14 responses to “It’s Monday! What Are You Reading? #imwayr 4/17/17”

  1. margaretsmn Avatar

    Question: Would my 26 year old daughter who loved all things Gilmore Girls and now is binge watching Parenthood like Lauren Graham’s book? I think I’ll get it for her. I heard a podcast with Peter Reynolds on All the Wonders where he said they are doing a new book, “I am Peace.” I love all of his books.

    1. Elisabeth Ellington Avatar

      I think she’d like the book! There are two essays on Gilmore Girls–first is very good, second so-so. I haven’t watched Parenthood yet so I skimmed that chapter because I didn’t want spoilers. It’s a quick read, not a ton of meat, but fun. Wow to “I Am Peace”–sounds like one I’ll really like!

  2. carriegelson Avatar

    When Friendship Followed me Home got me. Even though yes, I had questions too about adjustment, coping, etc. It just pulled me along an incredibly emotional ride.

    1. Elisabeth Ellington Avatar

      Agreed! I was hooked from page 1 and read it straight through without taking any breaks with other books (which is unusual for me–I usually read several books at once and move back and forth among them).

  3. Michele Avatar

    Thank you for including the link to your reading twin post. That is hilarious. If you ever do meet, I want to know what happens!
    I need to read FRIENDSHIP. Curious, is it one you will eventually read to your son, or do you think it would be too much?
    My 11yo just found the IRON TRIALS and has loved them. She just got book 3 in her Easter basket. I haven’t gotten to them yet, but I’m intrigued!

    1. Elisabeth Ellington Avatar

      I will not read it to my son. I think there’s way too much going on for him to process easily and there are so many triggers. I also think it would be painful for him to read a story about a kid whose circumstances he could so easily relate to but have this kid be so unrealistic in terms of his ability to cope with trauma. I mean, Ben behaves like he’s gone through years of very high-level trauma therapy! My husband also adored the Iron Trials books–he’s read all three and reread the first one because he liked it so much! He was a little disappointed my son and I didn’t love it more!

  4. Jane the Raincity Librarian Avatar

    I’ve read Dinosaur Vs. books in storytimes, they can work well with an over-the-top delivery, but they’ve never been my favourites.

    1. Elisabeth Ellington Avatar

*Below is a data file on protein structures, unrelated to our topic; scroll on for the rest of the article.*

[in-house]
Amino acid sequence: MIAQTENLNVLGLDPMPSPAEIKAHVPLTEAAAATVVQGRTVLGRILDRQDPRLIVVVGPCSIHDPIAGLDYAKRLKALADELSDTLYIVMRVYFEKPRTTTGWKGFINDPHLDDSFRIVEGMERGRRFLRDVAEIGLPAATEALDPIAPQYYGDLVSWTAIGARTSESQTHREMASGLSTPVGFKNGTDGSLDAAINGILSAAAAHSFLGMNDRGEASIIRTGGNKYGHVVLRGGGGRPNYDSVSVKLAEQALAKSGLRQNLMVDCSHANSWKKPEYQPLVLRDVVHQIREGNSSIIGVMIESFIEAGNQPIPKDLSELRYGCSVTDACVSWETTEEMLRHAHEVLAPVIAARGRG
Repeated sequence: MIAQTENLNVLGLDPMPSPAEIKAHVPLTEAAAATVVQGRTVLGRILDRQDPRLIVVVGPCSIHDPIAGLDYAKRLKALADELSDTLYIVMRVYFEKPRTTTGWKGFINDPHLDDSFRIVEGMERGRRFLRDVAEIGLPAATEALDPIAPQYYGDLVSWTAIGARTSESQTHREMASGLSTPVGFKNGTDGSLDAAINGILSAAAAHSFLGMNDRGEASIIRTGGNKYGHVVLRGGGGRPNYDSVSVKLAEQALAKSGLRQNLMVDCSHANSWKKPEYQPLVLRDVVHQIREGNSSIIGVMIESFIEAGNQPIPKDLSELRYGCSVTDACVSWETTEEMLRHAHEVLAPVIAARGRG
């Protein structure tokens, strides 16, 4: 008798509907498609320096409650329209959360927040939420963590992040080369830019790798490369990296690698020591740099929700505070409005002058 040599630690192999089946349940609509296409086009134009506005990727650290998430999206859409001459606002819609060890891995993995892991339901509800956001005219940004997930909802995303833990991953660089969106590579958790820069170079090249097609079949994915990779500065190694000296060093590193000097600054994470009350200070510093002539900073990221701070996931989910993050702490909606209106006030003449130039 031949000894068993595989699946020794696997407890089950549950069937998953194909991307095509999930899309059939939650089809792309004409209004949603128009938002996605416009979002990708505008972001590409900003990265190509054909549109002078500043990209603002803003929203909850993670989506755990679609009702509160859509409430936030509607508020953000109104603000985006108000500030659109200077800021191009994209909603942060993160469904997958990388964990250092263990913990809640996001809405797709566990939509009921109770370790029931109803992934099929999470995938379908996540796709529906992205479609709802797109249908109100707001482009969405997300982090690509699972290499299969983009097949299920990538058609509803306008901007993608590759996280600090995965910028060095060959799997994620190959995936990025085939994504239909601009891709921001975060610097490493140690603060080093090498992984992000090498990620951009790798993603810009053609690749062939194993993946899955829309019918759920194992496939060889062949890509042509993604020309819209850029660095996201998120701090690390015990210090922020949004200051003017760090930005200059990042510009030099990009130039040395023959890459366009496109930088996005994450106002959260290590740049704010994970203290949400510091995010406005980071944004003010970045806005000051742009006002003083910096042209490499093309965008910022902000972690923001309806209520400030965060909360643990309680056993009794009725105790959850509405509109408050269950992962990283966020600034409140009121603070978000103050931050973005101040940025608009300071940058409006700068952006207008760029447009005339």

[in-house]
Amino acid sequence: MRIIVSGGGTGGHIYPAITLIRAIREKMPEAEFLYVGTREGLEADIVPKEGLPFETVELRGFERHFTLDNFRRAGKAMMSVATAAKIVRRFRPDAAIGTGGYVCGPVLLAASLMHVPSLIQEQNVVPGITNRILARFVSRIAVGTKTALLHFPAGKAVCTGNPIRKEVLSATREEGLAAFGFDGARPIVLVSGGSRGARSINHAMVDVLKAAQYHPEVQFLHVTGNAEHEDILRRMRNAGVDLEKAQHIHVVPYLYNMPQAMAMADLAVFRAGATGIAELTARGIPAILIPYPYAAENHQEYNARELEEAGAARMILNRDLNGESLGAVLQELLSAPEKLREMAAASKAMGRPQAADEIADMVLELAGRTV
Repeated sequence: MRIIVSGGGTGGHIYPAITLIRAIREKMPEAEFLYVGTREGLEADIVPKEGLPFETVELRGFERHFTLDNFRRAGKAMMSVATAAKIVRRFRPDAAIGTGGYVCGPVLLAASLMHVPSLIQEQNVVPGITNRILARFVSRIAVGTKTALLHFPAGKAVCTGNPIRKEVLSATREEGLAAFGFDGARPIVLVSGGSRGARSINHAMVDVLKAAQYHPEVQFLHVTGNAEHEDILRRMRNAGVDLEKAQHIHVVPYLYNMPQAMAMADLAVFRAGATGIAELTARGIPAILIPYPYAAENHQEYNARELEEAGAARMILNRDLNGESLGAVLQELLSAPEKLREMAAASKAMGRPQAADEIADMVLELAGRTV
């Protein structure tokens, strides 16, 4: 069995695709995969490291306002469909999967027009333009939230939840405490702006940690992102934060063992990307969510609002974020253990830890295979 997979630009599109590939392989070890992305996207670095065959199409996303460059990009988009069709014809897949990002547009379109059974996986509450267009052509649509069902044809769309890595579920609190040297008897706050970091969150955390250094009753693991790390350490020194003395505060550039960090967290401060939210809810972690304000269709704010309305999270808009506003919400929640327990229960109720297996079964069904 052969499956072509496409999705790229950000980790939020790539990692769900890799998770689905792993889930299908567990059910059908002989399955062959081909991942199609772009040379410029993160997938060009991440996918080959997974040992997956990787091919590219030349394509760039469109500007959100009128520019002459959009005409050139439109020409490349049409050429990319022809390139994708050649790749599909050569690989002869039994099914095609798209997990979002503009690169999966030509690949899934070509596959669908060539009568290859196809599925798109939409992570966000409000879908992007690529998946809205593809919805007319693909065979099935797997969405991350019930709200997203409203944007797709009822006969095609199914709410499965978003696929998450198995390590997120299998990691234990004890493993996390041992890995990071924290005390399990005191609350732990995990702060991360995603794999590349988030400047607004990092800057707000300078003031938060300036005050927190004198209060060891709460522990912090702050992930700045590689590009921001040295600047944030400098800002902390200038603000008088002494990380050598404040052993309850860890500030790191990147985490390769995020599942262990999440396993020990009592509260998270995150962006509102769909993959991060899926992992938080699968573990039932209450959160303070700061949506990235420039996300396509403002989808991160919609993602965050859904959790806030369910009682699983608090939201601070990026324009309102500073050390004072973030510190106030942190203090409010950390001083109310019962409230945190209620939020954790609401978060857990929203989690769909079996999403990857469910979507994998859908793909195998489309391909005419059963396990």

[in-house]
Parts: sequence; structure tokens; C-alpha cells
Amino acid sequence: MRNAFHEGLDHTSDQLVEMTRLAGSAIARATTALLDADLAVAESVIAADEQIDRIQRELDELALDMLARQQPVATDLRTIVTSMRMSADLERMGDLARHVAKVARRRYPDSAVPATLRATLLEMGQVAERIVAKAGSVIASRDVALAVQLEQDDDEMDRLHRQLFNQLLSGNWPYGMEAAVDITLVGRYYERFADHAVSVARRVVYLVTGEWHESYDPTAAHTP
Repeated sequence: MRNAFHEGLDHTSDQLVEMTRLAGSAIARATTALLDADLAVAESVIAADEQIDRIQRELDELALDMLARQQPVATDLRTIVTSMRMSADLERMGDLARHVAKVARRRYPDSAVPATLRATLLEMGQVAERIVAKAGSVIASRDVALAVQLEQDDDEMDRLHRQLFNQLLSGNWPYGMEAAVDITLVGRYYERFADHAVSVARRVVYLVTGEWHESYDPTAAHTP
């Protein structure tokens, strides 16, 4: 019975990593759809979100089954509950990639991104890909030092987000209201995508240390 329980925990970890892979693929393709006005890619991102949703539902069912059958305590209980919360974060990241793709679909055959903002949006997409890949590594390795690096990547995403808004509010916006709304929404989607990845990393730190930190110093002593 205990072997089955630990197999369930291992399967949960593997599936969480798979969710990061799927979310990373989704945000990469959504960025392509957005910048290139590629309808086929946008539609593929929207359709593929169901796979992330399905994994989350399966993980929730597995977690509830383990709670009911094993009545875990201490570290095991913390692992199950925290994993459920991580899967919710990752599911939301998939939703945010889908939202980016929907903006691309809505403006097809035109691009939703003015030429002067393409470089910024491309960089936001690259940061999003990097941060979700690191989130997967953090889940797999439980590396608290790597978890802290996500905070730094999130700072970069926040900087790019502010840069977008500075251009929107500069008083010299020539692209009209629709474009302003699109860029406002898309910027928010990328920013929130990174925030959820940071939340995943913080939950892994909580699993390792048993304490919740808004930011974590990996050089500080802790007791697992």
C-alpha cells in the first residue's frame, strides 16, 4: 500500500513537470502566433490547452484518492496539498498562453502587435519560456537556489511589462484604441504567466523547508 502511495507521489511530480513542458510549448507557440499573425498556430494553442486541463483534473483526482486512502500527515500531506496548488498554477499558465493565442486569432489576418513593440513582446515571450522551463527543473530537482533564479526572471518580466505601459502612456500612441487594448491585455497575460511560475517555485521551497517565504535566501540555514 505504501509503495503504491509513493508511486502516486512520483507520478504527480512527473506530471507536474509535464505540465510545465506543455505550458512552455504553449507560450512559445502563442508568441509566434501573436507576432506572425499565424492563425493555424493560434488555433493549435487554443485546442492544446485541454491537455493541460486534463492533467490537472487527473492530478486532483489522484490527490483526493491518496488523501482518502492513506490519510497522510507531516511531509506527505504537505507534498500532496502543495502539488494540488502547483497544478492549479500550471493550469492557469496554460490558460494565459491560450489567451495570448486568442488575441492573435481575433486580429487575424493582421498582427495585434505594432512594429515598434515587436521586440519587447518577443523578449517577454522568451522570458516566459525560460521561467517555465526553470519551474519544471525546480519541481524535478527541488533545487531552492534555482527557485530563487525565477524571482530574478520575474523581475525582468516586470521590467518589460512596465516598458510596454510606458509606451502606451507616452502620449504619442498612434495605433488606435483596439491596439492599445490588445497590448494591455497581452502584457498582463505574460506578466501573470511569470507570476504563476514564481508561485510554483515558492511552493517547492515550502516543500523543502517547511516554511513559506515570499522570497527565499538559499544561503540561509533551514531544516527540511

I can kind of imagine success with over-the-top delivery. I think I might find it hard to find that much energy!

  5. Lisa Maucione (@DrLMaucione) Avatar

    A few of the books on your list sound quite entertaining, especially Cat Secrets and My Dad at the Zoo. Interesting story about your reading twin. I hope someday you do get to meet her! You definitely wouldn’t run out of things to talk about since you’ve read so many of the same books!

  6. lindabaie Avatar

    I will look for Cat Secrets for the ‘cat lovers’ in my family. I understand about Friendship,and wondered how he was managing, or going to manage later. I Am Yoga is nice. I passed it on to a colleague who did meditation with her students. Thanks, Elisabeth.

  7. Karen Yingling Avatar

    My students do NOT ask for these very sad books, but they keep being written. Isn’t it odd about coping, though- I read a book about prisoners of war during WWII, and the Japanese prison camps were truly horrible. The survivors were expected to cope, and they did. Some of my ancestors had horrible experiences as children, but not coping wasn’t an option. They just didn’t talk about it, and somehow made it to the end of the day. Things have changed, it seems.

  8. stacyannsmithblog Avatar

    “When Friendship Followed Me Home” sounds exactly like a book I would love! Another added to my TBR list on Goodreads.

  9. cweichel Avatar

    After reading yours and Carrie’s comments about When Friendship Followed me Home, I went straight to my library website. I discovered that they have an audiobook and it is available. I downloaded it ASAP.
    I agree with Michelle, your reading twin post was hilarious. I often wonder if I tried to check out someone else’s book (accidently of course) if the system would even let me.

  10. aaroncleaveley Avatar

    You all have me interested in When Friendship Followed me Home, and I was also interested in My Dad at the Zoo. I recognize the illustrators work from Take Away the A, which my students love, so I looked up her other work and saw that she and the writer of My Dad at the Zoo also worked on My Dad is Big and Strong…But! a bedtime story about a Dad that doesn’t want to go to bed. I wish I had these two when my kids are little as my little ones would have made easy connections! I also appreciated your words on The Iron Trial, a book my daughter has read and really likes, but I have yet to pick up. Thanks for the post!